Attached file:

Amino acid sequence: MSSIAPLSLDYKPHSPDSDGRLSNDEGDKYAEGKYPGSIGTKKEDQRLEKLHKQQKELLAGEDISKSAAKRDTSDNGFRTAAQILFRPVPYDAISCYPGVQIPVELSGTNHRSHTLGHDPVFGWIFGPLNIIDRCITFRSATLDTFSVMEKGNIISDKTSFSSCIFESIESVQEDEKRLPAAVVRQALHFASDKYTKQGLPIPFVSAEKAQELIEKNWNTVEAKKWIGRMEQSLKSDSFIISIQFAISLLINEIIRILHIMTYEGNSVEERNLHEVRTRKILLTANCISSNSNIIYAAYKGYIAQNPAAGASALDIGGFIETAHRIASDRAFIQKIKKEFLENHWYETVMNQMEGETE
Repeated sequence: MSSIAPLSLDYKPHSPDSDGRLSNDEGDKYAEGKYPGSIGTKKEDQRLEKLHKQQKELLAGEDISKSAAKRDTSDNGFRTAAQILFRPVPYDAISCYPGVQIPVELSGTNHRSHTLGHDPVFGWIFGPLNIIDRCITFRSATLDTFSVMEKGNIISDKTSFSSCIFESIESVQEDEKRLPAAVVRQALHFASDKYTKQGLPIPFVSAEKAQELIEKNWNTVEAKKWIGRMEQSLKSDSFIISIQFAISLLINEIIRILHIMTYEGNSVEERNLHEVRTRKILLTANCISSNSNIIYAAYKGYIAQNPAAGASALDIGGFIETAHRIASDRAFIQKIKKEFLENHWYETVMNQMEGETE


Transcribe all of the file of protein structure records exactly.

Amino acid sequence: MSSIAPLSLDYKPHSPDSDGRLSNDEGDKYAEGKYPGSIGTKKEDQRLEKLHKQQKELLAGEDISKSAAKRDTSDNGFRTAAQILFRPVPYDAISCYPGVQIPVELSGTNHRSHTLGHDPVFGWIFGPLNIIDRCITFRSATLDTFSVMEKGNIISDKTSFSSCIFESIESVQEDEKRLPAAVVRQALHFASDKYTKQGLPIPFVSAEKAQELIEKNWNTVEAKKWIGRMEQSLKSDSFIISIQFAISLLINEIIRILHIMTYEGNSVEERNLHEVRTRKILLTANCISSNSNIIYAAYKGYIAQNPAAGASALDIGGFIETAHRIASDRAFIQKIKKEFLENHWYETVMNQMEGETE
Repeated sequence: MSSIAPLSLDYKPHSPDSDGRLSNDEGDKYAEGKYPGSIGTKKEDQRLEKLHKQQKELLAGEDISKSAAKRDTSDNGFRTAAQILFRPVPYDAISCYPGVQIPVELSGTNHRSHTLGHDPVFGWIFGPLNIIDRCITFRSATLDTFSVMEKGNIISDKTSFSSCIFESIESVQEDEKRLPAAVVRQALHFASDKYTKQGLPIPFVSAEKAQELIEKNWNTVEAKKWIGRMEQSLKSDSFIISIQFAISLLINEIIRILHIMTYEGNSVEERNLHEVRTRKILLTANCISSNSNIIYAAYKGYIAQNPAAGASALDIGGFIETAHRIASDRAFIQKIKKEFLENHWYETVMNQMEGETE